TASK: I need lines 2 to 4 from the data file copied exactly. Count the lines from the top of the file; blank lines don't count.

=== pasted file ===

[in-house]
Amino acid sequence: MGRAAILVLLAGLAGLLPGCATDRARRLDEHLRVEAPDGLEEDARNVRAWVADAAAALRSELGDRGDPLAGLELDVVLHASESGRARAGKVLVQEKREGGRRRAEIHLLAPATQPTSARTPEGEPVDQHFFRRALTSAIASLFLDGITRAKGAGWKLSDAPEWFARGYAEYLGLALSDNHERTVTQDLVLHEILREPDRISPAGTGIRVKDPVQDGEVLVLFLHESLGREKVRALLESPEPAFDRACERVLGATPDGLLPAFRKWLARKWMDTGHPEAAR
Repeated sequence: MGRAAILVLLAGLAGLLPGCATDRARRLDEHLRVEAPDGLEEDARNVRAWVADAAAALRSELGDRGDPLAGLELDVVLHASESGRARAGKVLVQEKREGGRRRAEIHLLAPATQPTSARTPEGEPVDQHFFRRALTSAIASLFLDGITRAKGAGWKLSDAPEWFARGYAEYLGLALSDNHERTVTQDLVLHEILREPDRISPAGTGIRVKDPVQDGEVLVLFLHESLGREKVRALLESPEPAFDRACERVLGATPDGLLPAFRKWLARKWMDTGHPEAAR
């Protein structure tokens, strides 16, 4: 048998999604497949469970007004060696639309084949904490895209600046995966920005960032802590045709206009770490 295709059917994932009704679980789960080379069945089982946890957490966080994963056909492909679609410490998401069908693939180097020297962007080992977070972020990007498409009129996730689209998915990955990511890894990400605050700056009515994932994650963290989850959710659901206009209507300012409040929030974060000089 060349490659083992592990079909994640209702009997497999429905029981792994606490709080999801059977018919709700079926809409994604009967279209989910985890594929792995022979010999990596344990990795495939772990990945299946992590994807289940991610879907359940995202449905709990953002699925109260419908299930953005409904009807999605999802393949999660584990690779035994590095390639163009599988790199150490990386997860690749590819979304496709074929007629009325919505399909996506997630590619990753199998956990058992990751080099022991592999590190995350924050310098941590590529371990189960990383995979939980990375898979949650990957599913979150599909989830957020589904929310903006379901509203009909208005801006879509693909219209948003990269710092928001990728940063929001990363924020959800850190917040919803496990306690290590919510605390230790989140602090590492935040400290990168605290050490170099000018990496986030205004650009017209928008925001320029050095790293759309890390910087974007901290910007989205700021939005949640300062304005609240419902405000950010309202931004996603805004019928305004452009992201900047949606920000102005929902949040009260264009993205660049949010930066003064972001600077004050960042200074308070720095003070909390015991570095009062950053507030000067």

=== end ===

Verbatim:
Amino acid sequence: MGRAAILVLLAGLAGLLPGCATDRARRLDEHLRVEAPDGLEEDARNVRAWVADAAAALRSELGDRGDPLAGLELDVVLHASESGRARAGKVLVQEKREGGRRRAEIHLLAPATQPTSARTPEGEPVDQHFFRRALTSAIASLFLDGITRAKGAGWKLSDAPEWFARGYAEYLGLALSDNHERTVTQDLVLHEILREPDRISPAGTGIRVKDPVQDGEVLVLFLHESLGREKVRALLESPEPAFDRACERVLGATPDGLLPAFRKWLARKWMDTGHPEAAR
Repeated sequence: MGRAAILVLLAGLAGLLPGCATDRARRLDEHLRVEAPDGLEEDARNVRAWVADAAAALRSELGDRGDPLAGLELDVVLHASESGRARAGKVLVQEKREGGRRRAEIHLLAPATQPTSARTPEGEPVDQHFFRRALTSAIASLFLDGITRAKGAGWKLSDAPEWFARGYAEYLGLALSDNHERTVTQDLVLHEILREPDRISPAGTGIRVKDPVQDGEVLVLFLHESLGREKVRALLESPEPAFDRACERVLGATPDGLLPAFRKWLARKWMDTGHPEAAR
């Protein structure tokens, strides 16, 4: 048998999604497949469970007004060696639309084949904490895209600046995966920005960032802590045709206009770490 295709059917994932009704679980789960080379069945089982946890957490966080994963056909492909679609410490998401069908693939180097020297962007080992977070972020990007498409009129996730689209998915990955990511890894990400605050700056009515994932994650963290989850959710659901206009209507300012409040929030974060000089 060349490659083992592990079909994640209702009997497999429905029981792994606490709080999801059977018919709700079926809409994604009967279209989910985890594929792995022979010999990596344990990795495939772990990945299946992590994807289940991610879907359940995202449905709990953002699925109260419908299930953005409904009807999605999802393949999660584990690779035994590095390639163009599988790199150490990386997860690749590819979304496709074929007629009325919505399909996506997630590619990753199998956990058992990751080099022991592999590190995350924050310098941590590529371990189960990383995979939980990375898979949650990957599913979150599909989830957020589904929310903006379901509203009909208005801006879509693909219209948003990269710092928001990728940063929001990363924020959800850190917040919803496990306690290590919510605390230790989140602090590492935040400290990168605290050490170099000018990496986030205004650009017209928008925001320029050095790293759309890390910087974007901290910007989205700021939005949640300062304005609240419902405000950010309202931004996603805004019928305004452009992201900047949606920000102005929902949040009260264009993205660049949010930066003064972001600077004050960042200074308070720095003070909390015991570095009062950053507030000067």